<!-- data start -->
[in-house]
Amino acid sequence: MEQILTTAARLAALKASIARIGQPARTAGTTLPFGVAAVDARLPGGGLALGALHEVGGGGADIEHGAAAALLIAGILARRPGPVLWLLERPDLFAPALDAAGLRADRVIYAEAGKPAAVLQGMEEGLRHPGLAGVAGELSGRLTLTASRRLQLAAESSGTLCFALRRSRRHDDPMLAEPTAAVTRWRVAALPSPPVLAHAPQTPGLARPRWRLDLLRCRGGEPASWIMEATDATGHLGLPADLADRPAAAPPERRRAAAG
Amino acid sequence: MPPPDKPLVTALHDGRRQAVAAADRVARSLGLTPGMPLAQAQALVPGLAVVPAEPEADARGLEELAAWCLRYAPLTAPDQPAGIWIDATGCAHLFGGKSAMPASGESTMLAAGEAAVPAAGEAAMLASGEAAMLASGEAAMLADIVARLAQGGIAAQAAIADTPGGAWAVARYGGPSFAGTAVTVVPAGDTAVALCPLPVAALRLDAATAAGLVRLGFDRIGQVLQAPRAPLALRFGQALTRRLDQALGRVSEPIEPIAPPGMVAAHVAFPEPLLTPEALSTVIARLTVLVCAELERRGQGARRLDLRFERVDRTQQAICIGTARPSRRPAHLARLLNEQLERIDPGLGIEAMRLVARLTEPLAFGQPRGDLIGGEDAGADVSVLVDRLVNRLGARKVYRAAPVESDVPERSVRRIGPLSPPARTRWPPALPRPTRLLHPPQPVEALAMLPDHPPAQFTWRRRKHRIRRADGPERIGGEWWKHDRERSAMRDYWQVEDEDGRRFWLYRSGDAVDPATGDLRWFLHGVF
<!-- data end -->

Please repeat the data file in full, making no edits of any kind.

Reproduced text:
[in-house]
Amino acid sequence: MEQILTTAARLAALKASIARIGQPARTAGTTLPFGVAAVDARLPGGGLALGALHEVGGGGADIEHGAAAALLIAGILARRPGPVLWLLERPDLFAPALDAAGLRADRVIYAEAGKPAAVLQGMEEGLRHPGLAGVAGELSGRLTLTASRRLQLAAESSGTLCFALRRSRRHDDPMLAEPTAAVTRWRVAALPSPPVLAHAPQTPGLARPRWRLDLLRCRGGEPASWIMEATDATGHLGLPADLADRPAAAPPERRRAAAG
Amino acid sequence: MPPPDKPLVTALHDGRRQAVAAADRVARSLGLTPGMPLAQAQALVPGLAVVPAEPEADARGLEELAAWCLRYAPLTAPDQPAGIWIDATGCAHLFGGKSAMPASGESTMLAAGEAAVPAAGEAAMLASGEAAMLASGEAAMLADIVARLAQGGIAAQAAIADTPGGAWAVARYGGPSFAGTAVTVVPAGDTAVALCPLPVAALRLDAATAAGLVRLGFDRIGQVLQAPRAPLALRFGQALTRRLDQALGRVSEPIEPIAPPGMVAAHVAFPEPLLTPEALSTVIARLTVLVCAELERRGQGARRLDLRFERVDRTQQAICIGTARPSRRPAHLARLLNEQLERIDPGLGIEAMRLVARLTEPLAFGQPRGDLIGGEDAGADVSVLVDRLVNRLGARKVYRAAPVESDVPERSVRRIGPLSPPARTRWPPALPRPTRLLHPPQPVEALAMLPDHPPAQFTWRRRKHRIRRADGPERIGGEWWKHDRERSAMRDYWQVEDEDGRRFWLYRSGDAVDPATGDLRWFLHGVF